Civilians killed in ongoing bombing of Yarmouk

More than a dozen civilians have been reported killed during intensive bombardment on Yarmouk refugee camp that began on 19 April as Syrian government forces aim to retake territory held by Islamic State south of Damascus.

Six were killed in heavy shelling in the camp on Tuesday night.

Hundreds of civilians are believed to be trapped in or unwilling to leave the camp, while thousands fled to surrounding areas when the military campaign started.

At least 15 pro-government fighters have been killed, as well as 19 Islamic State militants, according to the Syrian Observatory for Human Rights.

The Syrian army is reportedly set to storm Yarmouk in a ground offensive to purge Islamic State fighters from the camp in the coming days.

On Monday, the Palestine Liberation Organization called for an end to the bombing of Yarmouk camp after five consecutive days of fierce violence.

Activists called on international bodies including the International Committee of the Red Cross to intervene to allow for the evacuation of elderly persons and other vulnerable populations from the camp.

At the outset of the military campaign, activists in Yarmouk called on opposition groups controlling the areas of Yalda, Babila and Beit Sahem surrounding the camp to lift their blockade on Yarmouk’s southern exits and allow for the safe passage of civilians.

The United Nations warned of a “rapidly deteriorating” situation in the camp.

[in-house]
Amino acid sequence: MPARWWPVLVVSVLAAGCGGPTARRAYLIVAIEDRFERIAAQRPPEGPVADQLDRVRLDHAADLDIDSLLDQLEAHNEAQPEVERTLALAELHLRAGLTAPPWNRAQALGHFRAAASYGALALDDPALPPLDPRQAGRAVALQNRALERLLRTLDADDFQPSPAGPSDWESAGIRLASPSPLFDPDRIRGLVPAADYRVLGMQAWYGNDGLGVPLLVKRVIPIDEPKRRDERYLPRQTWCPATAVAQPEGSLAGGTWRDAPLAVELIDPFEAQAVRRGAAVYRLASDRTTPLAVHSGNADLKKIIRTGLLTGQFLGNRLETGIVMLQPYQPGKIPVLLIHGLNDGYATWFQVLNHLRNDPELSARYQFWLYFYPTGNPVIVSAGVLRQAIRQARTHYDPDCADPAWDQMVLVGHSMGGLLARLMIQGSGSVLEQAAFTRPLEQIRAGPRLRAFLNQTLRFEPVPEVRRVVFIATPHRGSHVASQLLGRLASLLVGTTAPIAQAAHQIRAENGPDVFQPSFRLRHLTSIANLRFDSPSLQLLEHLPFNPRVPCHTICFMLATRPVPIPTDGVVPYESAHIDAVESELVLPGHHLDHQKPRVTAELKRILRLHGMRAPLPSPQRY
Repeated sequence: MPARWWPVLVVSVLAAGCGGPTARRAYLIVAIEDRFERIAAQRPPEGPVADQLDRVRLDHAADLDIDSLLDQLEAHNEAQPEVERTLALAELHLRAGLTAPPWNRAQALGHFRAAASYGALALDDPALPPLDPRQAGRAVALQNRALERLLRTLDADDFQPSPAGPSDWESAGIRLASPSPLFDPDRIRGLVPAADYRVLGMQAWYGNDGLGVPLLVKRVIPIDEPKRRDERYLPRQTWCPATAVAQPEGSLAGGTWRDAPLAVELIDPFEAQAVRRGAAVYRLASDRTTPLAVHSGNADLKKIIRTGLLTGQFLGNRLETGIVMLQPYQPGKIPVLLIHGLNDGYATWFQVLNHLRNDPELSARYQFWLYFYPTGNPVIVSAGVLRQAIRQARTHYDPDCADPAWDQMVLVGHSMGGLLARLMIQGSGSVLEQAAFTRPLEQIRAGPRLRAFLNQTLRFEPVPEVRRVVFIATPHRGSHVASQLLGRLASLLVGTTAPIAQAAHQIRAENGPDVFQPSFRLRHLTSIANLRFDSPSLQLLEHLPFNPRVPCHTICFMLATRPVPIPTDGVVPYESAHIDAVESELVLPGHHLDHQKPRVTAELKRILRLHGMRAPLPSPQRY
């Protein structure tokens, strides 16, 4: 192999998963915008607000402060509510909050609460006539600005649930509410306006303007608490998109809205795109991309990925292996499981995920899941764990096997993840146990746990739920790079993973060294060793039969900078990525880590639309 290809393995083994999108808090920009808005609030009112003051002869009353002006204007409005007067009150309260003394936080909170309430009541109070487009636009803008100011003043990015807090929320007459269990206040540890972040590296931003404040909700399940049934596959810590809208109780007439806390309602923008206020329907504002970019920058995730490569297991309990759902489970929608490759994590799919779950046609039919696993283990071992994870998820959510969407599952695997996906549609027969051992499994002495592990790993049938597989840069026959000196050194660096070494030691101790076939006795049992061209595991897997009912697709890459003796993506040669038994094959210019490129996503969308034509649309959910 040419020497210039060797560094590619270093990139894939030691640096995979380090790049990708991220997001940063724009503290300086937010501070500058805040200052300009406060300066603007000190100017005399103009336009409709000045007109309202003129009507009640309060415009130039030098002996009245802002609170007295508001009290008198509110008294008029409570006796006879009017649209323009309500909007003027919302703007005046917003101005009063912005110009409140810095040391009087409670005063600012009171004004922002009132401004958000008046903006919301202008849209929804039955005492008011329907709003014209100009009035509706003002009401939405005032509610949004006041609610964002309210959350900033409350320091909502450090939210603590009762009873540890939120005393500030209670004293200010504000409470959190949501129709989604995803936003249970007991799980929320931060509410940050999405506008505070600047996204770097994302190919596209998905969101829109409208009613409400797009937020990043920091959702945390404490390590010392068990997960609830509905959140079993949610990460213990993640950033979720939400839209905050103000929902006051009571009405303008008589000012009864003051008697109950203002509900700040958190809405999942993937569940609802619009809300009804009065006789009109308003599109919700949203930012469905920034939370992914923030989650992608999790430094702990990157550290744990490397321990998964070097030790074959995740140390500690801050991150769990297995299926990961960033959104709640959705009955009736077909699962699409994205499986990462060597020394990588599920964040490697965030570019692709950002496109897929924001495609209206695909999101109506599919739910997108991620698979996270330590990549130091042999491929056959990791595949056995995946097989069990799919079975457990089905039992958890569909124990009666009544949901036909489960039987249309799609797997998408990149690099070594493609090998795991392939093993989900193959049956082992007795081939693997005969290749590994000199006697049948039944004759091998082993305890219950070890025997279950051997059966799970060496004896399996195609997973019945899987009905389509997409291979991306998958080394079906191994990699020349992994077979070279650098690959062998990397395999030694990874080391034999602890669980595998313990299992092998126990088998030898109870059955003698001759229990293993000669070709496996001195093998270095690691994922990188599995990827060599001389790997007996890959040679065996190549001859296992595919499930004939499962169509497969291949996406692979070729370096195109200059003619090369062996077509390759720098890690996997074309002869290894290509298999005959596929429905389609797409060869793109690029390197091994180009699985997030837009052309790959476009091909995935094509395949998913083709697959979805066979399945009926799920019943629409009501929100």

“Supplies of food and medicine are running low. There is no running water and very little electricity. Healthcare options are limited and there are no doctors remaining in the area,” Chris Gunness, spokesperson for UNRWA, the United Nations agency for Palestine Refugees, stated last week.

The Palestinian civilians reported killed during the ongoing military campaign in Yarmouk include Marwan Mahmoud Aqla, a man in his 70s originally from Tiberias in Palestine, was killed by government fire on 22 April.

Muhammad Ratib Fadel Aylouti, another elderly Palestinian originally from Tiberias, was killed in bombing on 21 April.

Muhanad Salih Amouri, and his elderly father Salih Mahmoud Amouri, originally from Lubiya in Palestine, were killed on 20 April.

A dozen Palestinians fighting alongside Syrian government forces have also been reported killed, according to the Action Group for Palestinians of Syria.

Islamic State fighters reportedly executed a pro-government Palestinian fighter captured in southern Damascus.

Palestinian capital in Syria

Once home to 150,000 residents, Yarmouk was formerly the largest Palestinian population center in the country before it became an arena of fighting in December 2012. Thousands fled after rebel forces infiltrated the camp and its central mosque was hit in government airstrikes.

Since then, electricity and water supplies to the camp have been cut and a complete siege was imposed by government forces and allied groups in July 2013.

Dozens in the camp starved to death that following winter, and many more were killed during clashes and ongoing shelling and strikes on Yarmouk.

In April 2015, the camp was infiltrated by fighters with the Islamic State group and various armed factions have continued to battle for control of this southern gateway to Syria’s capital.

UNRWA has been unable to deliver humanitarian aid directly to Yarmouk since Islamic State seized the camp in 2015.

Humanitarian aid was choked off even further after Islamic State fighters seized the last checkpoint in operation between Yarmouk and its surrounding areas the following year.

“Checkpoint of death”

Known as “the checkpoint of death,” 900 UNRWA students have “risked their lives to pass through it every day to get to school on the other side,” the agency stated on Monday.